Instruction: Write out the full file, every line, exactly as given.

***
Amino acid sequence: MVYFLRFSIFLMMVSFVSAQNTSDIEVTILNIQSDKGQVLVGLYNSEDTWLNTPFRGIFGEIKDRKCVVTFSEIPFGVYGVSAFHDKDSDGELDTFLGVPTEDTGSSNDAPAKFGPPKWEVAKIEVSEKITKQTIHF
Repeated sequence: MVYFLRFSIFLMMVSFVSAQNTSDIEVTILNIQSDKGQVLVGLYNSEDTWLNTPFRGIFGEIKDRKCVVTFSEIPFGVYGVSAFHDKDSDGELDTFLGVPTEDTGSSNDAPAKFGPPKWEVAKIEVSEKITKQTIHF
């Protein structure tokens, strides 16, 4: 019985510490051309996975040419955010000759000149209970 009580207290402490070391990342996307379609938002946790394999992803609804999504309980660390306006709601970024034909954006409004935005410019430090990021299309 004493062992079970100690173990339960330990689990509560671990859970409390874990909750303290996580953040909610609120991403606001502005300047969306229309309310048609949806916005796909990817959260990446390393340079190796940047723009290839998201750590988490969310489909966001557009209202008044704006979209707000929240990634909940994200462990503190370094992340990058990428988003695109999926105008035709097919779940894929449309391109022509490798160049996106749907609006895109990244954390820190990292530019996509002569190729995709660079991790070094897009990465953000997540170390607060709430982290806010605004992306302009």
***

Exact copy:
Amino acid sequence: MVYFLRFSIFLMMVSFVSAQNTSDIEVTILNIQSDKGQVLVGLYNSEDTWLNTPFRGIFGEIKDRKCVVTFSEIPFGVYGVSAFHDKDSDGELDTFLGVPTEDTGSSNDAPAKFGPPKWEVAKIEVSEKITKQTIHF
Repeated sequence: MVYFLRFSIFLMMVSFVSAQNTSDIEVTILNIQSDKGQVLVGLYNSEDTWLNTPFRGIFGEIKDRKCVVTFSEIPFGVYGVSAFHDKDSDGELDTFLGVPTEDTGSSNDAPAKFGPPKWEVAKIEVSEKITKQTIHF
């Protein structure tokens, strides 16, 4: 019985510490051309996975040419955010000759000149209970 009580207290402490070391990342996307379609938002946790394999992803609804999504309980660390306006709601970024034909954006409004935005410019430090990021299309 004493062992079970100690173990339960330990689990509560671990859970409390874990909750303290996580953040909610609120991403606001502005300047969306229309309310048609949806916005796909990817959260990446390393340079190796940047723009290839998201750590988490969310489909966001557009209202008044704006979209707000929240990634909940994200462990503190370094992340990058990428988003695109999926105008035709097919779940894929449309391109022509490798160049996106749907609006895109990244954390820190990292530019996509002569190729995709660079991790070094897009990465953000997540170390607060709430982290806010605004992306302009």